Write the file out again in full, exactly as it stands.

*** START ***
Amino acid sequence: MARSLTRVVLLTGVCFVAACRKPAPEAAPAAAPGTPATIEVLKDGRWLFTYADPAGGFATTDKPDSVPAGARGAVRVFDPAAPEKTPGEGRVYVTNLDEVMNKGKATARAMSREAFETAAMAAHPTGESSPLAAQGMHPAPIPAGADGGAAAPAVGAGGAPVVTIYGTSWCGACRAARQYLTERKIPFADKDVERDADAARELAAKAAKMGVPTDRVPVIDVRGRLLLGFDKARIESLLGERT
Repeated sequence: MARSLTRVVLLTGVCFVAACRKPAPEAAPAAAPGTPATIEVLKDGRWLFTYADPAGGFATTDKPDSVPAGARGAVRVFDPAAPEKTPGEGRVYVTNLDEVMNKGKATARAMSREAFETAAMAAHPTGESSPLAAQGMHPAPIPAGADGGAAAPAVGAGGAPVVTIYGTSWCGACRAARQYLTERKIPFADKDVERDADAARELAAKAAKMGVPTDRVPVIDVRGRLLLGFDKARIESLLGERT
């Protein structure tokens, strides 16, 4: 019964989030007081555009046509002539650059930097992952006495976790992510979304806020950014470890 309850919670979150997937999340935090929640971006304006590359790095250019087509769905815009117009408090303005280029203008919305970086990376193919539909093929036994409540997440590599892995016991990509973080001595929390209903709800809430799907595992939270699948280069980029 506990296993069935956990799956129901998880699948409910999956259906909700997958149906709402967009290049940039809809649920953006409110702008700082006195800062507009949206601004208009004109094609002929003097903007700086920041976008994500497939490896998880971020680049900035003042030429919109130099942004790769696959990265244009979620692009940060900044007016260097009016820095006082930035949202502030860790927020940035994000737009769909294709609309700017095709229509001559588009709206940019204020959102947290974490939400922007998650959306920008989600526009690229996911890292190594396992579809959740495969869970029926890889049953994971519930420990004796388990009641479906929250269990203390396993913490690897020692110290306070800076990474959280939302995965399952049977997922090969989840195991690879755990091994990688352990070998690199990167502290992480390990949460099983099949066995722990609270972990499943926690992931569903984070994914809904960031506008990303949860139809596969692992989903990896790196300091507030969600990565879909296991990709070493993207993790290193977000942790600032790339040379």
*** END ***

Amino acid sequence: MARSLTRVVLLTGVCFVAACRKPAPEAAPAAAPGTPATIEVLKDGRWLFTYADPAGGFATTDKPDSVPAGARGAVRVFDPAAPEKTPGEGRVYVTNLDEVMNKGKATARAMSREAFETAAMAAHPTGESSPLAAQGMHPAPIPAGADGGAAAPAVGAGGAPVVTIYGTSWCGACRAARQYLTERKIPFADKDVERDADAARELAAKAAKMGVPTDRVPVIDVRGRLLLGFDKARIESLLGERT
Repeated sequence: MARSLTRVVLLTGVCFVAACRKPAPEAAPAAAPGTPATIEVLKDGRWLFTYADPAGGFATTDKPDSVPAGARGAVRVFDPAAPEKTPGEGRVYVTNLDEVMNKGKATARAMSREAFETAAMAAHPTGESSPLAAQGMHPAPIPAGADGGAAAPAVGAGGAPVVTIYGTSWCGACRAARQYLTERKIPFADKDVERDADAARELAAKAAKMGVPTDRVPVIDVRGRLLLGFDKARIESLLGERT
């Protein structure tokens, strides 16, 4: 019964989030007081555009046509002539650059930097992952006495976790992510979304806020950014470890 309850919670979150997937999340935090929640971006304006590359790095250019087509769905815009117009408090303005280029203008919305970086990376193919539909093929036994409540997440590599892995016991990509973080001595929390209903709800809430799907595992939270699948280069980029 506990296993069935956990799956129901998880699948409910999956259906909700997958149906709402967009290049940039809809649920953006409110702008700082006195800062507009949206601004208009004109094609002929003097903007700086920041976008994500497939490896998880971020680049900035003042030429919109130099942004790769696959990265244009979620692009940060900044007016260097009016820095006082930035949202502030860790927020940035994000737009769909294709609309700017095709229509001559588009709206940019204020959102947290974490939400922007998650959306920008989600526009690229996911890292190594396992579809959740495969869970029926890889049953994971519930420990004796388990009641479906929250269990203390396993913490690897020692110290306070800076990474959280939302995965399952049977997922090969989840195991690879755990091994990688352990070998690199990167502290992480390990949460099983099949066995722990609270972990499943926690992931569903984070994914809904960031506008990303949860139809596969692992989903990896790196300091507030969600990565879909296991990709070493993207993790290193977000942790600032790339040379």